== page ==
Though Mitt Romney’s opponents continue to insist there is a road to the Republican presidential nomination for them after the Super Tuesday contests, the arithmetic suggests otherwise.

How long it will take for the other contenders and their supporters to figure that out — and to make peace with it — is another question.

There are several reasons that candidates this year may not have to reckon with the inevitable for weeks or even months.

The GOP nomination contest was designed to play out more slowly than in the past. Through the end of this month, states are required to allocate their delegates in proportion to the votes each candidate receives. That means just about everyone comes away from just about every contest with something to show for it — and a rationale for continuing to the next one.

And while the emptying of a campaign’s bank account used to spell the end for a candidate, Rick Santorum and Newt Gingrich have been kept on life support by billionaire supporters who have taken advantage of changes in campaign law to pour millions into independent super PACs that support the candidates.

At the same time, party leaders and rank-and-file Republicans are increasingly anxious to bring the process to a conclusion, to spare their eventual nominee further attacks from within the party fold. It is becoming more apparent that a lengthy primary battle could have a corrosive effect on the GOP’s prospects in the fall against a Democratic incumbent whom most Republicans are desperate to defeat.

“The next couple of weeks will be dominated by different groups of people accepting reality, which is that Mitt Romney will be the nominee,” predicted Steve Schmidt, a political strategist who ran day-to-day operations for GOP nominee John McCain in 2008. “There’s just not going to be much appetite in the Republican Party for a long, drawn-out primary when the outcome is clear.”

Going into Tuesday’s balloting, Romney had just over 200 delegates, according to Associated Press estimates — well short of what he needs to secure the nomination but more than twice as many as Santorum, who was running second at just over 90 delegates. Gingrich and Rep. Ron Paul (Tex.) were far behind.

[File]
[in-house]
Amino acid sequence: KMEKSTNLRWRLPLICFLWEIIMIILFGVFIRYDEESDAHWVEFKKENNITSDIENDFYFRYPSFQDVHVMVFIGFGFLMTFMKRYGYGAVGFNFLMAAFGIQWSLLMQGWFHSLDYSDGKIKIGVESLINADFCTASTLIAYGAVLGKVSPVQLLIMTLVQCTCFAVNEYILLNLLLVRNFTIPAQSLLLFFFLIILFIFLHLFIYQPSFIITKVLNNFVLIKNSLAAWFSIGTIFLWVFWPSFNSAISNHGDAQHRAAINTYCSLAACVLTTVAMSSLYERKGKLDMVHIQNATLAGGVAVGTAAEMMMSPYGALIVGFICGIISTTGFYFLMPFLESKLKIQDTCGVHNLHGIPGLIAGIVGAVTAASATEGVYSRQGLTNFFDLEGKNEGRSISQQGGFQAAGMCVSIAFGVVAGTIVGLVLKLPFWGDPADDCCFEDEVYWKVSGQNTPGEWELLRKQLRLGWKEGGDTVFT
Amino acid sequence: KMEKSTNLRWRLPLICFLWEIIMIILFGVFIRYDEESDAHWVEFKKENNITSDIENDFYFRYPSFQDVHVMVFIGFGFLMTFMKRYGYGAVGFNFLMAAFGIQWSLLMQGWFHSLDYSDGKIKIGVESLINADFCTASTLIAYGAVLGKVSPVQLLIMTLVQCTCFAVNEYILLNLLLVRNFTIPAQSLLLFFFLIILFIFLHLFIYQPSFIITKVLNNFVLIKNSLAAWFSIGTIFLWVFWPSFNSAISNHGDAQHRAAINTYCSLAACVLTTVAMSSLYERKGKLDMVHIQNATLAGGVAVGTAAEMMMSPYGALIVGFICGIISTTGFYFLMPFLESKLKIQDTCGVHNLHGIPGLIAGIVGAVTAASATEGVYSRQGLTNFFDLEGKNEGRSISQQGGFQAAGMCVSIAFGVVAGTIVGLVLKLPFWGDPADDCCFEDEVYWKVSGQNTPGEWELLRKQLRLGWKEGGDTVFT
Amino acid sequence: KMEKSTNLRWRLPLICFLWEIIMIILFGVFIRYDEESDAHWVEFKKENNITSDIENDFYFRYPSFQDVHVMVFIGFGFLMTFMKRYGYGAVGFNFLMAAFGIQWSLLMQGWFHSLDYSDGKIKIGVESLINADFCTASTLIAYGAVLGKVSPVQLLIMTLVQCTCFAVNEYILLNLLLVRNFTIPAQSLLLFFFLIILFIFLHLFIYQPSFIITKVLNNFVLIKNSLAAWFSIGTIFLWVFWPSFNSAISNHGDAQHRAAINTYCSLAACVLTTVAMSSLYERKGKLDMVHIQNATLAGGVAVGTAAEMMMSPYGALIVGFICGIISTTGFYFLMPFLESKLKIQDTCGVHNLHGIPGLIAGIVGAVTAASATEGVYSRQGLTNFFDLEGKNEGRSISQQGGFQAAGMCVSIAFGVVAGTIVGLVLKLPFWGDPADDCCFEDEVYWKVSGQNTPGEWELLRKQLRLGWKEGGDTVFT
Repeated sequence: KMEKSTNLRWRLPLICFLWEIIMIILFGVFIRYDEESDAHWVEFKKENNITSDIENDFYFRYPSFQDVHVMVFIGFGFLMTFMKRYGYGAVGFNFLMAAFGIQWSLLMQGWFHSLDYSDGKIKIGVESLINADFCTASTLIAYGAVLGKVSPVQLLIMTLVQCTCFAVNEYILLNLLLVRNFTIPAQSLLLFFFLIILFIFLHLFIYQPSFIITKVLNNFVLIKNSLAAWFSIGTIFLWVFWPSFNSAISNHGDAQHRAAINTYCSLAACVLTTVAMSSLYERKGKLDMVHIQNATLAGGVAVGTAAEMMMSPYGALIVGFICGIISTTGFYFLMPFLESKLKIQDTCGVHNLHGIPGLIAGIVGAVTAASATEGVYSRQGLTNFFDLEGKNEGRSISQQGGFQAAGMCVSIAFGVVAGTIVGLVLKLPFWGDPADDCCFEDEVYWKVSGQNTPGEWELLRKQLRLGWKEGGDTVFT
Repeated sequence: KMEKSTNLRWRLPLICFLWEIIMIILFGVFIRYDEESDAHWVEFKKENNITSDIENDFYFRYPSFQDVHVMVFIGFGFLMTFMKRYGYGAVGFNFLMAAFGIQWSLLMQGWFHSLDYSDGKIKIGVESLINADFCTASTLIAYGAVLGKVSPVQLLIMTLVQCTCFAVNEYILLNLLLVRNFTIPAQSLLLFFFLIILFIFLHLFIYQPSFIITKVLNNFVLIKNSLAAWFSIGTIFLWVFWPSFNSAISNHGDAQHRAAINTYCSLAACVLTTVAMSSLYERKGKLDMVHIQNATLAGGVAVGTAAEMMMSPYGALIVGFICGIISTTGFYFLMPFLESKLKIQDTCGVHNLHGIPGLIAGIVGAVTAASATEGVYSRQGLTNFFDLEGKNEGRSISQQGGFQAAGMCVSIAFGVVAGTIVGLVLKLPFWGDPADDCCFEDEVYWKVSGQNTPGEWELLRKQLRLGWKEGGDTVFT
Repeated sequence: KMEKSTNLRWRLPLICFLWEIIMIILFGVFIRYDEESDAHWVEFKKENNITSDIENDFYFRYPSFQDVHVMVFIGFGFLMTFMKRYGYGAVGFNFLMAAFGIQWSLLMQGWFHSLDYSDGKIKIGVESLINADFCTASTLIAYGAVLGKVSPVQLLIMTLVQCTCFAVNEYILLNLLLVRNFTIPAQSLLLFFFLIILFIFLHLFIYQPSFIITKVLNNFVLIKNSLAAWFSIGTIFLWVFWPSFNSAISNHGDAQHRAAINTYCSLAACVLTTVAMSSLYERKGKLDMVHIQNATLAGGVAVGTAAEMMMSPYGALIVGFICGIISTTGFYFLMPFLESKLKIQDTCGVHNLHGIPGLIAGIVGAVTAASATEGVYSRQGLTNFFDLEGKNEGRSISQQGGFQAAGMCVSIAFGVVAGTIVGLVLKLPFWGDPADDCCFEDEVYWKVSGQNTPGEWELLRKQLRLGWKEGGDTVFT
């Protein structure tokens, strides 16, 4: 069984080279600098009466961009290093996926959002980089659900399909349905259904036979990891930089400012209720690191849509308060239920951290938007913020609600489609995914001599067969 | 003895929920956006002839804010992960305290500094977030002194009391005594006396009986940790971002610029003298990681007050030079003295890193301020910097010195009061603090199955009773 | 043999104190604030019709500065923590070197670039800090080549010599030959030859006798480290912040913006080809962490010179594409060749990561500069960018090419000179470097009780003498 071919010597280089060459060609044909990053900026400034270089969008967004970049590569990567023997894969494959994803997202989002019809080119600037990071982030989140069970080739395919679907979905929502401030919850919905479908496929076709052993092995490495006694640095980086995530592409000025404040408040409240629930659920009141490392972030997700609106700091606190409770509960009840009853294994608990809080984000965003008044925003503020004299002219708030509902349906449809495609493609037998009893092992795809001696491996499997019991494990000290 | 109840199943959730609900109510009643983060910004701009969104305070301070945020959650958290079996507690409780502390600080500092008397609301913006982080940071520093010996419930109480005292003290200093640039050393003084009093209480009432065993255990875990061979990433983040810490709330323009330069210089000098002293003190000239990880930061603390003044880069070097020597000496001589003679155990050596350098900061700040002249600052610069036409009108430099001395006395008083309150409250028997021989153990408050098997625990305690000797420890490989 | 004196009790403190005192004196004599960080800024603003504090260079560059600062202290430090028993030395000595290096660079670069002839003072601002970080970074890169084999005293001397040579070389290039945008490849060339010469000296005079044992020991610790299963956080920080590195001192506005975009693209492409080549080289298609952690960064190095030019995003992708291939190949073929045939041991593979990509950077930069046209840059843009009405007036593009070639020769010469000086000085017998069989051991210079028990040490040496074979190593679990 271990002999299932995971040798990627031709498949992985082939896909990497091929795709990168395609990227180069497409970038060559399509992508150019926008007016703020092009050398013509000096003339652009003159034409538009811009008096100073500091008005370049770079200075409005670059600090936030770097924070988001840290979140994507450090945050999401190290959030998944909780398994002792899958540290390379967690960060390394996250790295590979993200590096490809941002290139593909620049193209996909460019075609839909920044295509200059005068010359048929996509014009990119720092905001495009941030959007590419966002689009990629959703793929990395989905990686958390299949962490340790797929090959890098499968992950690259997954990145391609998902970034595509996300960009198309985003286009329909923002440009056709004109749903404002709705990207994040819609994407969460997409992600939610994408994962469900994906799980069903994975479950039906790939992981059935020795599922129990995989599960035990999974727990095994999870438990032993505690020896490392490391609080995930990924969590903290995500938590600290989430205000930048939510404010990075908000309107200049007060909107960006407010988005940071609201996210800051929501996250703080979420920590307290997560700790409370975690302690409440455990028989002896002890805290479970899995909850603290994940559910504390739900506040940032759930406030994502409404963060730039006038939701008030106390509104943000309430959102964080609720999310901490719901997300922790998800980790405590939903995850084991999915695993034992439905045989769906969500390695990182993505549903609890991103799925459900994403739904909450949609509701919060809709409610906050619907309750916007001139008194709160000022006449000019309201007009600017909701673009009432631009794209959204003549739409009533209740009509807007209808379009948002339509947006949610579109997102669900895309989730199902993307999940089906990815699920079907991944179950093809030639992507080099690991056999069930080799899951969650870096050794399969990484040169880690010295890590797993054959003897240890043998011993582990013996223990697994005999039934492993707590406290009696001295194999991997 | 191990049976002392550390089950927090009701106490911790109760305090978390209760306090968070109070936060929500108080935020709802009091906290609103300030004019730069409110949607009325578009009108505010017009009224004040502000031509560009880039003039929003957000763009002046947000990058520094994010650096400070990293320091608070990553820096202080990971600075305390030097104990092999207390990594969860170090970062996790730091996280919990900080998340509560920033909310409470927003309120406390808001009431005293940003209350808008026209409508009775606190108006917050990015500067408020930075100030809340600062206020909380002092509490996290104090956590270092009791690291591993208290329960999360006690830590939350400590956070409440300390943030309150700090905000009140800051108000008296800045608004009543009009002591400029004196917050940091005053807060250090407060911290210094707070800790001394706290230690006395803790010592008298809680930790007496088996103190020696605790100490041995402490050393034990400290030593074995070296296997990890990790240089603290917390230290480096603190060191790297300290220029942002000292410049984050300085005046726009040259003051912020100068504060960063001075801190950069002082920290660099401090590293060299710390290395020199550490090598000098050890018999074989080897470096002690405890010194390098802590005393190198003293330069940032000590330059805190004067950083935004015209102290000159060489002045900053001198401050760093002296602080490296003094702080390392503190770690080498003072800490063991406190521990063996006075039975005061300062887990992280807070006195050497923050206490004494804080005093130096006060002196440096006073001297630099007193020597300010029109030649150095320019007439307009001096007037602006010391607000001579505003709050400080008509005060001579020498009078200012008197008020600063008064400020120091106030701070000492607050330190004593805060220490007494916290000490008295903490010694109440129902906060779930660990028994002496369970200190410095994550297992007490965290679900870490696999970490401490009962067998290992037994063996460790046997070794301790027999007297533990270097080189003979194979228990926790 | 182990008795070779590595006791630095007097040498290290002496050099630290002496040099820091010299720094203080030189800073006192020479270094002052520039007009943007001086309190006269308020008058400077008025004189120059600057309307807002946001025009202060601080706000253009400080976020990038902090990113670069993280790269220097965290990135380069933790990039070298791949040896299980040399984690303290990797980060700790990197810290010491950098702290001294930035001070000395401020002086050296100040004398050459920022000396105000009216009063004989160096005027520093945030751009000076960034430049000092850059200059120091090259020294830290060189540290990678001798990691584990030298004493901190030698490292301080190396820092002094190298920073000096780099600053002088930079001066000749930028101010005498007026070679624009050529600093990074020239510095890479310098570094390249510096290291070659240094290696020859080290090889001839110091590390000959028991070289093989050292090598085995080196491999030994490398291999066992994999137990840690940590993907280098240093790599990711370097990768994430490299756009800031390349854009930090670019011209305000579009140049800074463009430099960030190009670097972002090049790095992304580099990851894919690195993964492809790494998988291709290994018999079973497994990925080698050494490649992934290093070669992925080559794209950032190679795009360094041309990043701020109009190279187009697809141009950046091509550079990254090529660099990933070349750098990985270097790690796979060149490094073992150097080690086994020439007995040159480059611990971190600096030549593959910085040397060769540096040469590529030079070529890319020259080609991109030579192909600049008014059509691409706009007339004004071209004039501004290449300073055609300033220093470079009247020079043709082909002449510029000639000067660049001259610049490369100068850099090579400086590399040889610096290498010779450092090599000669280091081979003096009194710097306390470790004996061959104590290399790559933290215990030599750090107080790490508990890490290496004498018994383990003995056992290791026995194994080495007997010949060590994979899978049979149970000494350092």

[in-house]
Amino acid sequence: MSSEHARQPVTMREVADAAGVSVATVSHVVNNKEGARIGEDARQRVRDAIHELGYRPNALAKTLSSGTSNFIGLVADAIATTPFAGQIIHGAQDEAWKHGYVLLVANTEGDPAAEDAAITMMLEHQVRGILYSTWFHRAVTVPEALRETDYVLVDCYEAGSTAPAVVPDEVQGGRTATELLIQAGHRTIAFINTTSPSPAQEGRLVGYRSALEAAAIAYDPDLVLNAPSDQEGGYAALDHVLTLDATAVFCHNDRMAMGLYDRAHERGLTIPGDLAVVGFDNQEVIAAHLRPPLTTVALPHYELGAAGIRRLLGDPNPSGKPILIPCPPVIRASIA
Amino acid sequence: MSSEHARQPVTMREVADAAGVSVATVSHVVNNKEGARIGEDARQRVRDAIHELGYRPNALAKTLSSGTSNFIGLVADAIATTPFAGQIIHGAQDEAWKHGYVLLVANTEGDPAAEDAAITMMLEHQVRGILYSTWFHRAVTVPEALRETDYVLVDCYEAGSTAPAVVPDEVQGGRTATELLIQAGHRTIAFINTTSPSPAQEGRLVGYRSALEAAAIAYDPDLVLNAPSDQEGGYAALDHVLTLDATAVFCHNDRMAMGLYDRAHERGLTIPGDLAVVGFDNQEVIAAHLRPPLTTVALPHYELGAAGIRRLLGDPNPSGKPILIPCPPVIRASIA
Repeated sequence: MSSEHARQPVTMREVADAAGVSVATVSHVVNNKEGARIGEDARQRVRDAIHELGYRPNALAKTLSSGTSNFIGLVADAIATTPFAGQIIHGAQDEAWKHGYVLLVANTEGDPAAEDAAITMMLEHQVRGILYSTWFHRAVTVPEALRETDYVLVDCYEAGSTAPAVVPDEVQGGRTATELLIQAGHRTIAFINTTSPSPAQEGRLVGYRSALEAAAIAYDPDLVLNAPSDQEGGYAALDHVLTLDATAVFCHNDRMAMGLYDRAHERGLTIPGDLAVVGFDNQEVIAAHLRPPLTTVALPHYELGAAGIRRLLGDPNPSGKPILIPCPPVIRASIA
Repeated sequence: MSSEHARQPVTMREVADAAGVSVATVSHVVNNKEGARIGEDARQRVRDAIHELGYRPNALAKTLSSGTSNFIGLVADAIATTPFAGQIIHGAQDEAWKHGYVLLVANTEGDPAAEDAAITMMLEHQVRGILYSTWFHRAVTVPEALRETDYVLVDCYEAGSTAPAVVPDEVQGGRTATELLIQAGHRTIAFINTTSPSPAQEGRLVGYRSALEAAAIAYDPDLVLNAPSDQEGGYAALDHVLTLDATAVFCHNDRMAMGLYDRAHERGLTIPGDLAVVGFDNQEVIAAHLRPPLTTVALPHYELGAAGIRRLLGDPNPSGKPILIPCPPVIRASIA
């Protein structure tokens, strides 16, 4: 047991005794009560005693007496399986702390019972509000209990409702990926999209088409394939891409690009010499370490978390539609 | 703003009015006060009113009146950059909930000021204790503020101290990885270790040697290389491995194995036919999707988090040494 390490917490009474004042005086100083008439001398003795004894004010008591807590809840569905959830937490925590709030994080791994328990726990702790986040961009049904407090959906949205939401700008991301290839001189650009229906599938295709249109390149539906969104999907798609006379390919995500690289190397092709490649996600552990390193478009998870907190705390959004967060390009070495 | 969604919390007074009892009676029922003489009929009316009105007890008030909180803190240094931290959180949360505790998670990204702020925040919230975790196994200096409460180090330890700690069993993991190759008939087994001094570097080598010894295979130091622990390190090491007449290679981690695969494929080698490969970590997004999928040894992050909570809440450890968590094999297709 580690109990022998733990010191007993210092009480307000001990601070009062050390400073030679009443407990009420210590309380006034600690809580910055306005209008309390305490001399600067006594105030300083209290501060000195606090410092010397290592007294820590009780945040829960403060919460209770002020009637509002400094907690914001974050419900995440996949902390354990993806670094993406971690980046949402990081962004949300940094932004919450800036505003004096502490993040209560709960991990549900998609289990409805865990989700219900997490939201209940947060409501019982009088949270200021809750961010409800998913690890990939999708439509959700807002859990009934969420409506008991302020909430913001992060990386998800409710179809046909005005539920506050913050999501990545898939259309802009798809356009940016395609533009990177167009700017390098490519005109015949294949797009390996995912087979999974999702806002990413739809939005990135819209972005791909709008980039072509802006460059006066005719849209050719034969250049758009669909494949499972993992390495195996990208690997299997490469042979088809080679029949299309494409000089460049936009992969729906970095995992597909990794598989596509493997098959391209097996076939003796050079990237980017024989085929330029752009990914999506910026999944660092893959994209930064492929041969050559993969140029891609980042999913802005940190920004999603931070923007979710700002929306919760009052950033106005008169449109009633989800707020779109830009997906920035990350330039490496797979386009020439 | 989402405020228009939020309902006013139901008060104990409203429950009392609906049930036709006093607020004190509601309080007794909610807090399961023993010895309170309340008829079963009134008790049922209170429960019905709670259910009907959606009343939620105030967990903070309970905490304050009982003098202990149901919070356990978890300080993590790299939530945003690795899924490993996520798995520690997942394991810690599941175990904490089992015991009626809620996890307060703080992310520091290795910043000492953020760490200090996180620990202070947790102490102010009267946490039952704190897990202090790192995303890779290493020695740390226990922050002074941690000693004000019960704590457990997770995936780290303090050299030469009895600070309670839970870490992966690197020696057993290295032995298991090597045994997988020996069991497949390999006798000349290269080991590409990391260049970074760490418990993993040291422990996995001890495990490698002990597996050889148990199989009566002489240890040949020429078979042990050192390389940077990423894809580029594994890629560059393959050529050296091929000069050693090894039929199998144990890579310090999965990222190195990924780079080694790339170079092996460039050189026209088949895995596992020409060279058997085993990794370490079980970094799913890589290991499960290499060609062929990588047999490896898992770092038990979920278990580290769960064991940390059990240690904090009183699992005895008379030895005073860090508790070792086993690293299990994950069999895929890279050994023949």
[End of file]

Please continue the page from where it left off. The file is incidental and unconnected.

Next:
Even if one of them were to begin performing far better than he has to date, it is difficult to see how he could make up the gap.

“Delegate-wise, it’s virtually impossible for Rick Santorum or Newt Gingrich to get to 1,144,” said Josh Putnam, a Davidson College professor who is an expert on the quirky rules by which Republicans in various states apportion their convention delegates.

Yet even Paul, who has conceded publicly that his “chances are slim,” plans to forge on.

In the coming weeks, despite a path to the nomination that looks surer, Romney may stumble a few times.

Santorum and Gingrich are both optimistic about their prospects in upcoming contests in the South, which is not hospitable territory for Romney. Mississippi and Alabama hold their primaries — which award a total of 90 delegates — next Tuesday.

Nor is Romney putting much effort into Kansas, which holds its caucuses on Saturday to determine who gets its 40 delegates.

“We have Mississippi and Alabama and Kansas, and I think I’ll win at least two out of three,” former House speaker Gingrich predicted Monday on CNN. His victory in his home state of Georgia, which offered the biggest single delegate prize Tuesday, is likely to bolster that confidence.

Santorum’s schedule on Wednesday and Thursday calls for the former senator from Pennsylvania to be in all three states as well. He was bolstered by victories in Tennessee and Oklahoma.

Meanwhile, early voting begins Saturday for Louisiana’s March 24 primary, in which 46 delegates will be at stake.

But in all of those states, convention delegates will be awarded under some proportional system, which means that no candidate is likely to get a significant burst of steam out of them — or to be entirely shut out.

The backing of rich patrons has kept gas in the tank for Gingrich and Santorum, but their operations lack the horsepower they need to run effective multi-state campaigns.

“We’ve always been a smaller, leaner staff,” said Santorum spokeswoman Alice Stewart. “It’s a logistical challenge when your campaign is based on a single candidate and a message.”

Of all of the challengers to Romney, Paul appears to be the most prepared for the long haul. His organization hopes to put in a better-than-expected showing in the remaining caucus states, which include Hawaii and Missouri in addition to Kansas, said spokesman Jesse Benton.

Paul is also focusing on rounding up stray unpledged delegates at upcoming district and state party conventions, Benton said.

Starting in late March and early April, however, the map begins to tilt in Romney’s favor. The former Massachusetts governor is looking to do well in Illinois’s March 20 primary, where 69 delegates are at stake.

Starting in April, party rules allow states to award their delegates on a winner-take-all basis — which throws some accelerant into the process.

Those will include the April 3 contests in Maryland (37 delegates), the District of Columbia (19) and Wisconsin (42).

Even bigger will be April 24, when Connecticut (28 delegates), Delaware (17), New York (95), Pennsylvania (72) and Rhode Island (19) vote.

At some point, the forces of momentum will overtake the forces of math and bring the race to a quick conclusion.